Now that the fibre broadband projects, with speeds of 100Mb are introduced in several European countries, The European Commission is launching a consultation on the regulatory principles to be applied by EU Member States to Next Generation Access broadband networks (NGA). The EC is doing this at a time , when the first commercialisation of next generation broadband projects is taking place. In the Netherlands for example there are many commercial fibre optic projects in progress or even operational. The Netherlands is in the forefront after many a study for large municipalities were delivered with the message that high speed access to internet was needed for its knowledge industry and economy. If needed the municipalities should take the lead. This caused some problems for some non-profit bodies and commercial companies in setting up projects. With a ruling by the EC on the Amsterdam broadband project, basic rules were established. Non-profit companies like municipalities are allowed to stimulate broadband projects, but are not allowed to invest commercially.
NGA optical fibre-based networks enable bitrates several times higher than those currently available on traditional copper wire networks. NGAs are required to deliver high-definition content (such as high definition television) and interactive applications. The objective of a common regulatory framework for NGA is to foster a consistent treatment of operators in the EU and thereby ensure the necessary regulatory predictability to invest. The Commission is consulting on the basis of a draft Recommendation, addressed to the regulators in the 27 EU Member States and suggesting definitions for harmonized categories of regulated services, access conditions, rates of return and appropriate risk premiums. The public consultation will be open until 14th November 2008. The Commission will then finalise the Recommendation in the light of comments received and formally adopt it in 2009.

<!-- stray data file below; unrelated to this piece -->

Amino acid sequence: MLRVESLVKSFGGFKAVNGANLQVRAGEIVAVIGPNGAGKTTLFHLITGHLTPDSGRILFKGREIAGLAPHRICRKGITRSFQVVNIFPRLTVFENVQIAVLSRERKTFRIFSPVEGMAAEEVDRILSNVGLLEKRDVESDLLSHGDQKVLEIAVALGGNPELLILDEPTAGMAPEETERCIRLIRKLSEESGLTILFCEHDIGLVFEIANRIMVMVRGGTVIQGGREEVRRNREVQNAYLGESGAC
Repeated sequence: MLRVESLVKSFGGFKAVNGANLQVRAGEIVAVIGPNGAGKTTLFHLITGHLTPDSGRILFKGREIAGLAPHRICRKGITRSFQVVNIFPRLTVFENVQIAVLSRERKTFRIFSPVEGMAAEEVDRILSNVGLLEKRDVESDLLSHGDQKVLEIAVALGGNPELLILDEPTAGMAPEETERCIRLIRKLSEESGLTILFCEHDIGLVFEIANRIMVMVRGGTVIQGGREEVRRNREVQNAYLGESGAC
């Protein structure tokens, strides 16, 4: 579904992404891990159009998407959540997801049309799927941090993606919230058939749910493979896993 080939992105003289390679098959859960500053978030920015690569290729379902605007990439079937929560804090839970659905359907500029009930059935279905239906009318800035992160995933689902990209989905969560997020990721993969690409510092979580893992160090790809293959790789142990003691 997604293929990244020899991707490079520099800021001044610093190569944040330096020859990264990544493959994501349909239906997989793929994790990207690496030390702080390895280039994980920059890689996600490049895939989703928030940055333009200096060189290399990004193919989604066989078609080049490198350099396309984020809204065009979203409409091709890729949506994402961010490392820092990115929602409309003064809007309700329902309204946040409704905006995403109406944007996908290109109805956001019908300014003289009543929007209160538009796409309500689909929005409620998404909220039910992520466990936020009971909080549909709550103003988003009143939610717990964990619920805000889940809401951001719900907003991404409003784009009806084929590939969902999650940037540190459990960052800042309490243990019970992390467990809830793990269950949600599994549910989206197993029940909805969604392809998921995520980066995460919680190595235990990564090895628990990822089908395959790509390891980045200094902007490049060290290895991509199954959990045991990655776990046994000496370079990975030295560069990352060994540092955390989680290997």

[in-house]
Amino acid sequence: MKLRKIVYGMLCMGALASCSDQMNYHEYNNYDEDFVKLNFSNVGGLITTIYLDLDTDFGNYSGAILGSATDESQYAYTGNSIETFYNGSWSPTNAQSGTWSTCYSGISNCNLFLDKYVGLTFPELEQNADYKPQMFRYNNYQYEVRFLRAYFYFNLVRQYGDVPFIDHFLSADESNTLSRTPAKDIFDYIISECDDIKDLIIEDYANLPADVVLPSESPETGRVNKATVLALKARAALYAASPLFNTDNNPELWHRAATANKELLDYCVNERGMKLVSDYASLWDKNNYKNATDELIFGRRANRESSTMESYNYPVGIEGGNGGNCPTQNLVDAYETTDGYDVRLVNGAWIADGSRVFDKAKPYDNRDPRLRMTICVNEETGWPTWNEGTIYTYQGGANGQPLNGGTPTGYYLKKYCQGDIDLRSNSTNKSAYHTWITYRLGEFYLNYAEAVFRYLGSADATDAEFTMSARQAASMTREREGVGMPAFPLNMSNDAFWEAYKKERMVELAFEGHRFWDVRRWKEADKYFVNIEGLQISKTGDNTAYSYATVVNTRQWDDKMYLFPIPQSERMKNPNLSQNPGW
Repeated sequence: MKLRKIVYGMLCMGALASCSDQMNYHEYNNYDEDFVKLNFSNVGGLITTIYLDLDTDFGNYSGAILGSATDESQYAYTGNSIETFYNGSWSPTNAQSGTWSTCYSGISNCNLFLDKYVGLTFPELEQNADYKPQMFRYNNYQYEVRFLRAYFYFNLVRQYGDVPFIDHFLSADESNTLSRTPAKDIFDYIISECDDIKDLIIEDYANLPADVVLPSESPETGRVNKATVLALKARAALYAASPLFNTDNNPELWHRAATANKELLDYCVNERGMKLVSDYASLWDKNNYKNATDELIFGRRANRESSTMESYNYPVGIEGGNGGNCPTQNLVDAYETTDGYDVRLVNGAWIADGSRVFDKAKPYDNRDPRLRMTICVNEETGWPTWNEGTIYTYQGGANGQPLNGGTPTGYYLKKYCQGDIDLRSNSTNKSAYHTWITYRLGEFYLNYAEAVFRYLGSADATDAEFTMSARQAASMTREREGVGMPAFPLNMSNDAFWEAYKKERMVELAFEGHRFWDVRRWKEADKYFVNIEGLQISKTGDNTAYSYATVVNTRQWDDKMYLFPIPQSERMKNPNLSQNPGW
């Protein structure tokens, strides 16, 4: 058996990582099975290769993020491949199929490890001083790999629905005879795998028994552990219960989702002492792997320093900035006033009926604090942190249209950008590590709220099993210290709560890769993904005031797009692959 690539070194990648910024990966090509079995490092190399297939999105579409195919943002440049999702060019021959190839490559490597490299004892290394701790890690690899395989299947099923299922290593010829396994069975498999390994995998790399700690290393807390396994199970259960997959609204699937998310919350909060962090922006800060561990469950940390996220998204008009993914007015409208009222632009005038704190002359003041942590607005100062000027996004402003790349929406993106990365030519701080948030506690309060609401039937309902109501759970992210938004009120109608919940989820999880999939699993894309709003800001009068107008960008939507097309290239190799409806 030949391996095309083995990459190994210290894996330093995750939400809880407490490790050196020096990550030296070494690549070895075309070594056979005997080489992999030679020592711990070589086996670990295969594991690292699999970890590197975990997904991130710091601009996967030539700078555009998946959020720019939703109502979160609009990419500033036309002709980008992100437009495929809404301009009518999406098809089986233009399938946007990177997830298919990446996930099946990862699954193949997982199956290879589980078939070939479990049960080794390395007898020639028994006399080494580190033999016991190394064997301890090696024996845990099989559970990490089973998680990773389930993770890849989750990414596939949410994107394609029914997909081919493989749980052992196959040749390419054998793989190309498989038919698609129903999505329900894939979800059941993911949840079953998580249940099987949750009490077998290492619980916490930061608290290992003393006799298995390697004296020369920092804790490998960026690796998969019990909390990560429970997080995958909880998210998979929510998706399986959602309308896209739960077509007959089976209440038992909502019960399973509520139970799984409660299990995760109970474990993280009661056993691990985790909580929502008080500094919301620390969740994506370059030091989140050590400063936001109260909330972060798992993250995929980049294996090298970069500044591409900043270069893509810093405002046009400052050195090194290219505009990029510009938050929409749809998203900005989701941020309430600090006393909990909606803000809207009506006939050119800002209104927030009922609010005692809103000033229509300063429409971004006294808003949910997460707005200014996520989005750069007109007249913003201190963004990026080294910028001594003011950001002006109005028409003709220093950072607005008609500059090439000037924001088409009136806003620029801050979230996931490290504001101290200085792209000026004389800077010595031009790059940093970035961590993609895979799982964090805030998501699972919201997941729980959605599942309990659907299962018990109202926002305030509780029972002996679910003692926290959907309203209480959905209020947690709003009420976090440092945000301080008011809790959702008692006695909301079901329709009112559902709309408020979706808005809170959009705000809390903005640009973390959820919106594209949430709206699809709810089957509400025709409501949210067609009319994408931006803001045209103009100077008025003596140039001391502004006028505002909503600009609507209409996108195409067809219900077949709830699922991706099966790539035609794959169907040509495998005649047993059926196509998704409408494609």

The deployment of NGA is indispensable to deliver new broadband services to European consumers. While a number of operators, both incumbents and alternative operators, have launched large-scale rollouts of new broadband infrastructure in a number of Member States, Europe appears to be still lagging behind other economies, notably the United States and Japan.
The basic principle of the Commission's draft Recommendation is that national regulatory authorities should provide access to the networks of dominant operators at the lowest possible level. In particular, they should mandate access to the ducts of the dominant operators allowing competitors to roll out their own fibre. However NGAs should also impose further physical access obligations (access to unlit fibre) beyond access to ducts where ducts are not available or the population density is too low for a sustainable business model. Access to active elements such as "bitstream" shall be maintained provided lower level remedies do not sufficiently address distortions of competition.
The draft Recommendation provides also a common approach to ensure non-discriminatory access, as well as a methodology for calculating a proper rate of return, including a risk premium. The Commission believes that for NGA, rates of return should be derived in the light of the risks associated with this kind of investment, bearing in mind that the nominal pre-tax weighted average cost of capital for fixed and mobile operators has been roughly 8 to 12% in recent years.
In the meantime the Finnish government has approved a proposal to provide all homes and businesses with internet access at 100 Mbps by 2015. The decision is based on proposals from a broadband study conducted by Harri Pursiainen, Permanent Secretary of the Ministry of Transport and Communications. The project aims to have a distance of no more than 2 km from each user to the nearest fibre-optic or cable network.
Blog Posting Number: 1230
Tags: broadband, fibre optic, Next Generation Access,
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